Qurbani - Rules Of Qurabni
Means sacrifice. Every year during the Islamic month of Dhul Hijjah, Muslims around the world slaughter an animal – a goat, sheep, cow or camel – to reflect the Prophet Ibrahim’s willingness to sacrifice his son Ismail, for the sake of God.
After the animal has been sacrificed, its meat is then distributed to those most in need. Giving Qurbani is obligatory for every Muslim who is financially able to do so. There are also Qurbani rules which dictate which animals can be sacrificed, the quality of the life it has led, its health status and guidelines on how the sacrifice must be carried out.
Qurbani gives hope
Throughout our lives, each and every one of us makes sacrifices to help our friends, family and neighbours. By sacrificing what we have to help those in need, we offer crucial solidarity and hope. Right now, a staggering 1 in 9 people worldwide are battling chronic hunger. However, there is hope: by giving Qurbani, you can feed a family in need this Eid. The first ten days of Dhul Hijjah are the most sacred days of the year, loved by Allah (SWT). Therefore, by giving to Islamic Relief, you can reap the rewards of this blessed month. As Allah tells us in the Holy Qur’an:
“So turn in prayer towards your Lord and sacrifice.” (108:2)
Who must perform Qurbani?
According to most Muslims, giving Qurbani is highly recommended and according to the Hanafi madhab, it is obligatory for every sane adult Muslim who has wealth in excess to their needs (i.e. who meet the nisab threshold). Normally those who are eligible to pay Zakat are obliged to give Qurbani.
The Hanafi school of thought states that it is obligatory for:
- Every sane Muslim of mature age (who has reached puberty)
- Non-travelling persons
- Those who additionally own wealth which is beyond their needs, equal to (or more than) the current level of nisab (87.48 grams of gold or 612.36 grams of silver)
At what age is Qurbani Fardh?
The opinion on whether Qurbani is compulsory or not differs between the different schools of thought. However, for the benefit of those less fortunate, the sacred act of Qurbani is highly rewarding and recommended for anyone who is of a mature age (has reached the age of puberty), and possesses wealth above the nisab threshold.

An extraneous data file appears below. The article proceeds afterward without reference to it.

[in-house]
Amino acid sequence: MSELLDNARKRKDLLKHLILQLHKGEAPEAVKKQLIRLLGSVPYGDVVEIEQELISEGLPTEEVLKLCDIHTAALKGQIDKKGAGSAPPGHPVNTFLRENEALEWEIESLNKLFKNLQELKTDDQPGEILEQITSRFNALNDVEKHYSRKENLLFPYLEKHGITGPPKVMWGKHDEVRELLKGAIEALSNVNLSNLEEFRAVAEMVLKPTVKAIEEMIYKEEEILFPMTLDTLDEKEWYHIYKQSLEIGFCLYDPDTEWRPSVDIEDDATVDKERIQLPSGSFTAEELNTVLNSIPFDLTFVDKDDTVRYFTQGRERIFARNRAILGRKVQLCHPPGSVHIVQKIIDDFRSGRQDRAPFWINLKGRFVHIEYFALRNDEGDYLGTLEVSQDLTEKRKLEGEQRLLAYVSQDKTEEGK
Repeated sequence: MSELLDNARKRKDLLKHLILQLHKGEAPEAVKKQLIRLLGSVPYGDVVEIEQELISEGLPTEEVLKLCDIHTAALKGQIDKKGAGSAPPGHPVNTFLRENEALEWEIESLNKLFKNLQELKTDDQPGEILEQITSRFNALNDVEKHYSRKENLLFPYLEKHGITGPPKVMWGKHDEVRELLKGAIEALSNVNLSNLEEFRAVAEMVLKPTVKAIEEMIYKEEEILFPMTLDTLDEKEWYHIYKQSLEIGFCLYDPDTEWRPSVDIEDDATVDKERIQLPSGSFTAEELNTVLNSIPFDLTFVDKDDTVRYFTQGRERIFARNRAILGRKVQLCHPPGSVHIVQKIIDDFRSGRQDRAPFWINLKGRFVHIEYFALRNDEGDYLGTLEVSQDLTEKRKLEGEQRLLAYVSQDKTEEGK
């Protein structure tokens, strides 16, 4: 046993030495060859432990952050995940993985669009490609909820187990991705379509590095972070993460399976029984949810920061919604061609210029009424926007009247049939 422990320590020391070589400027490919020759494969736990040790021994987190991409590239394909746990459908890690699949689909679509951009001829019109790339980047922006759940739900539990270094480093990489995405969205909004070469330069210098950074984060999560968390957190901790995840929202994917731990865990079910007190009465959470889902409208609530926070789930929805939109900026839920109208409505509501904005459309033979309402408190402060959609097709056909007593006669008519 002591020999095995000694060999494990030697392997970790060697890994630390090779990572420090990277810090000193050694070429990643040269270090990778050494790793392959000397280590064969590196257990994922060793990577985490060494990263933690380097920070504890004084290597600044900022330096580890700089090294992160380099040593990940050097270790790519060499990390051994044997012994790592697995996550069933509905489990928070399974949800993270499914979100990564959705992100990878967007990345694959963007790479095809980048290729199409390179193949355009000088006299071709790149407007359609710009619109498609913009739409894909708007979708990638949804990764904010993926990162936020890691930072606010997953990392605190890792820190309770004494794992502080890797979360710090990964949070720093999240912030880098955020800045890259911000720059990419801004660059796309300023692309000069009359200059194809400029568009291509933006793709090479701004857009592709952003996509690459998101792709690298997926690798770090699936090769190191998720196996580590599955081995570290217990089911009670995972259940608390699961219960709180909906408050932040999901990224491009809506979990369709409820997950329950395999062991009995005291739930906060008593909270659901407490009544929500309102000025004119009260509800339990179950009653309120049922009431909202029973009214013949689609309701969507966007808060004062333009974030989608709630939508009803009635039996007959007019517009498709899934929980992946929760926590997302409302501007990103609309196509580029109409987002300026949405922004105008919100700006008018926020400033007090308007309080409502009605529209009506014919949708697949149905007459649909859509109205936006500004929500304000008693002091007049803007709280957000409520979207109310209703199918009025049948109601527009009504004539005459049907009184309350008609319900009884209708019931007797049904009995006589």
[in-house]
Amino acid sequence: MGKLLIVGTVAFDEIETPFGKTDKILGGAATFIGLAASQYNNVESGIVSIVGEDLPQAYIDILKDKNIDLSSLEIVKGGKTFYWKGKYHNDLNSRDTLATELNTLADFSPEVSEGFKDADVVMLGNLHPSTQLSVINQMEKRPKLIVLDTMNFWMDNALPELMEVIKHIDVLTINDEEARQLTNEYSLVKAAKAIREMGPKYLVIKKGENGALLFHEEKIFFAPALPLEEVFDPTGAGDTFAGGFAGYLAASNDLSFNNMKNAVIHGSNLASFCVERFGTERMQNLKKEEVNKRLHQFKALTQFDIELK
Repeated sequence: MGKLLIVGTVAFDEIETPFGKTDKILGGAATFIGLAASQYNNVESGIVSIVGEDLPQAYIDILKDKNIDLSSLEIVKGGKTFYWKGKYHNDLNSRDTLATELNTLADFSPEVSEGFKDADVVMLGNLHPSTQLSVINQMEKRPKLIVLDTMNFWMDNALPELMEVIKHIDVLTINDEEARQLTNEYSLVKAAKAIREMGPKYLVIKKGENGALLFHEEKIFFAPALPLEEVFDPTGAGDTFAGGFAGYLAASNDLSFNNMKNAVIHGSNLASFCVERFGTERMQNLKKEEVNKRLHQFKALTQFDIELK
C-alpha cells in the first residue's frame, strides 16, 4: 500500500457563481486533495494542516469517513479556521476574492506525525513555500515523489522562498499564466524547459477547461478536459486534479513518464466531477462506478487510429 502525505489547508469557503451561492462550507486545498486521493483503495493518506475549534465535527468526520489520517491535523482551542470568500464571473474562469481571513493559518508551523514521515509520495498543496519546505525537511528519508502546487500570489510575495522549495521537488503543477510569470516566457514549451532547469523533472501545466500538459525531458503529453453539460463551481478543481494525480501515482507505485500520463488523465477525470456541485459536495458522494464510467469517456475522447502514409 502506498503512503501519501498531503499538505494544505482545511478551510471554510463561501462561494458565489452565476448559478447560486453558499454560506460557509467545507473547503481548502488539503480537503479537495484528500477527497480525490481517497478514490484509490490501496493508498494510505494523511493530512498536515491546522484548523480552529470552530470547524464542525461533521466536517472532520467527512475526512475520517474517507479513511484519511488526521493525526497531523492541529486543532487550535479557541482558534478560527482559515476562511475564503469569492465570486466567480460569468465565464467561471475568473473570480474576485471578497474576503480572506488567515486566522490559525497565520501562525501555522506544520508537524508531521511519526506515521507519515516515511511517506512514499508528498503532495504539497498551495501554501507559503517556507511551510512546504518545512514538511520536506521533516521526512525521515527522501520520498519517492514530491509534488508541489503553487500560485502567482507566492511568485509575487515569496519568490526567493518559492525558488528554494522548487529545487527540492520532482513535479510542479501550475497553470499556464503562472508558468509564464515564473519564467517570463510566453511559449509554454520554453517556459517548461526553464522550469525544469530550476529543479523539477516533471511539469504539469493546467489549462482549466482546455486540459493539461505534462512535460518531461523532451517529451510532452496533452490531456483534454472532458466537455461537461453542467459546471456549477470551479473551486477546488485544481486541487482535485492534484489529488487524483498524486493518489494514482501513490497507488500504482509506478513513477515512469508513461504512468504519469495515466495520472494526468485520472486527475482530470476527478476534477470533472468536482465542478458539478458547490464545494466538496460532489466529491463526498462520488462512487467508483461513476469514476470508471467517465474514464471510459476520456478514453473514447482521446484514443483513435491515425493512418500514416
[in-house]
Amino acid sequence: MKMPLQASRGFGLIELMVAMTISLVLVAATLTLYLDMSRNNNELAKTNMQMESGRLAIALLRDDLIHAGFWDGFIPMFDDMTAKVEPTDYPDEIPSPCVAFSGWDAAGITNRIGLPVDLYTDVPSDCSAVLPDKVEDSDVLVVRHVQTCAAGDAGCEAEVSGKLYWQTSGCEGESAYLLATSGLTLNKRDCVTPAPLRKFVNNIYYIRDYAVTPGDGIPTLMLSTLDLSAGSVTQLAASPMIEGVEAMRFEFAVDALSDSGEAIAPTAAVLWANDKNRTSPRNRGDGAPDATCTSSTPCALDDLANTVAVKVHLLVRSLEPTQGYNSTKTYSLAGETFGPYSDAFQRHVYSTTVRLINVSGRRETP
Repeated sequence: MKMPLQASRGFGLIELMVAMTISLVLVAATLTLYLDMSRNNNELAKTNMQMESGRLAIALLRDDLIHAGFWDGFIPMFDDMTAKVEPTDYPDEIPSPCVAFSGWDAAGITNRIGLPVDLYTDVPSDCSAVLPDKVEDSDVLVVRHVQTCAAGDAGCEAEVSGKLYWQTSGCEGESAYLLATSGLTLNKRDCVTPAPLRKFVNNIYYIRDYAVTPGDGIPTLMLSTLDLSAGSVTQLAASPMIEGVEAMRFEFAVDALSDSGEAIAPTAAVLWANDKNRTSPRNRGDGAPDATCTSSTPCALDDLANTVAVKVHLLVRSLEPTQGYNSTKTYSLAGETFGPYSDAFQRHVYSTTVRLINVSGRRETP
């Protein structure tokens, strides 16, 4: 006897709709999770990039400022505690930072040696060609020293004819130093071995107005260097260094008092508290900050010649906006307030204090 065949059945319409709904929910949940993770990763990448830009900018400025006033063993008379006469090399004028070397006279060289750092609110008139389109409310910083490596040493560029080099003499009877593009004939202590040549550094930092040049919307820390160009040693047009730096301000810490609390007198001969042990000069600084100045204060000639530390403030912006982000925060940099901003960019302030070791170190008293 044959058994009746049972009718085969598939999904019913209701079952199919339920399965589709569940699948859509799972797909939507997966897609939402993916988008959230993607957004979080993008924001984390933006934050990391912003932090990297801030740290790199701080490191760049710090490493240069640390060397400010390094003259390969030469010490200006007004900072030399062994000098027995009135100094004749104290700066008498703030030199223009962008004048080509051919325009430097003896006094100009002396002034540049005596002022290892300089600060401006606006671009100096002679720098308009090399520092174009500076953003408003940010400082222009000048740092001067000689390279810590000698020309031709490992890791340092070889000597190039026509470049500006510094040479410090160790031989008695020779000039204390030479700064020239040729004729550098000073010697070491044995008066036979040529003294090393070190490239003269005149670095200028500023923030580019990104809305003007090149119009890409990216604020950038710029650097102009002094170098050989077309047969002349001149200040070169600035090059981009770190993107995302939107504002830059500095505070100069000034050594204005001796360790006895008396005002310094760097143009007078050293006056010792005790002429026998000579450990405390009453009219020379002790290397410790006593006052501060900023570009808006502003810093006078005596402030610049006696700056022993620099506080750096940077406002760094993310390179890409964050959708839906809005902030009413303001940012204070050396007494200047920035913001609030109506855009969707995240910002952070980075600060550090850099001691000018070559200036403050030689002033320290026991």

When must Qurbani be performed?
There is a difference of opinion amongst the scholars as to whether Qurbani can be done over three or four days. To respect this difference of opinion, mainly muslim perform Qurbani in three days.
Which animals can be sacrificed?
The animals which are eligible should meet minimum requirements, such as the age of the animal for Qurbani and their condition, including:
Sheep/Goats: should be at least one year in age (this is equivalent to one person’s Qurbani)
Cows/Buffalo: should be at least two years in age (this is equivalent to seven people’s Qurbani)
Camels: should be of at least five years in age (enough for seven people’s Qurbani)
In addition, all animals must be healthy and free of disease, including the following conditions:
- They cannot be excessively thin or lean
- They must be able to walk themselves to the site of the slaughter
- They cannot be toothless, or missing over half their teeth
- They must not be blind or one-eyed
- They must not have a lame leg that is sufficiently weak that they are unable to walk on it
Who can receive Qurbani meat?
When distributing your Qurbani meat to the poor and needy:
- Families who live on less than the minimum income for that particular country Female-headed households
- Families with disabled and/or elderly persons
- Children under five years old
- Pregnant women
- Breastfeeding mothers
- Families with little or no access to the market
Should I avoid cutting my nails and hair if I’m giving Qurbani?
There are differences of opinions on whether it is unlawful for you to cut your nails and hair or whether it’s disliked. Refraining from cutting your nails and hair if you’re donating Qurbani is obligatory according to the Hanbali madhab and recommended according to the majority of scholars.
Qurbani rules for husband and wife
According to the Hanafi school of thought, both the husband and wife must donate a minimum of one Qurbani each if they’re sane Muslims who possess wealth more than their needs. What is beyond their needs equal to (or more than) the current level of nisab (87.48 grams of gold or 612.36 grams of silver).